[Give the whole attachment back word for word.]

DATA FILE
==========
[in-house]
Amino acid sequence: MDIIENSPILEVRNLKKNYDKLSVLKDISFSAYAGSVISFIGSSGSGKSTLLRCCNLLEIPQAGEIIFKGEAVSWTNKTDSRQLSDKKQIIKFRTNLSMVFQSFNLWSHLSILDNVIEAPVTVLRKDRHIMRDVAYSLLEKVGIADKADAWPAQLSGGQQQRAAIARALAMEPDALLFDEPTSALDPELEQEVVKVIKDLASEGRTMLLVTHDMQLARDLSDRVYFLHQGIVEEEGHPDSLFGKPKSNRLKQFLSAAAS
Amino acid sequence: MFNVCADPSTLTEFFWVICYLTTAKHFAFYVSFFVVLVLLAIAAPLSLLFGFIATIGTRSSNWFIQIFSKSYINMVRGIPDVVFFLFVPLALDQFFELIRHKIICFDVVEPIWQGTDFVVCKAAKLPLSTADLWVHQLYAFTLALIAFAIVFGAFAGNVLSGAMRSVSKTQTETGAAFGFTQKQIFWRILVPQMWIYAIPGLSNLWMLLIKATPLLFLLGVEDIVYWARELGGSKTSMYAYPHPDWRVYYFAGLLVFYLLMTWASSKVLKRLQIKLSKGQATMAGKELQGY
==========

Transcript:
[in-house]
Amino acid sequence: MDIIENSPILEVRNLKKNYDKLSVLKDISFSAYAGSVISFIGSSGSGKSTLLRCCNLLEIPQAGEIIFKGEAVSWTNKTDSRQLSDKKQIIKFRTNLSMVFQSFNLWSHLSILDNVIEAPVTVLRKDRHIMRDVAYSLLEKVGIADKADAWPAQLSGGQQQRAAIARALAMEPDALLFDEPTSALDPELEQEVVKVIKDLASEGRTMLLVTHDMQLARDLSDRVYFLHQGIVEEEGHPDSLFGKPKSNRLKQFLSAAAS
Amino acid sequence: MFNVCADPSTLTEFFWVICYLTTAKHFAFYVSFFVVLVLLAIAAPLSLLFGFIATIGTRSSNWFIQIFSKSYINMVRGIPDVVFFLFVPLALDQFFELIRHKIICFDVVEPIWQGTDFVVCKAAKLPLSTADLWVHQLYAFTLALIAFAIVFGAFAGNVLSGAMRSVSKTQTETGAAFGFTQKQIFWRILVPQMWIYAIPGLSNLWMLLIKATPLLFLLGVEDIVYWARELGGSKTSMYAYPHPDWRVYYFAGLLVFYLLMTWASSKVLKRLQIKLSKGQATMAGKELQGY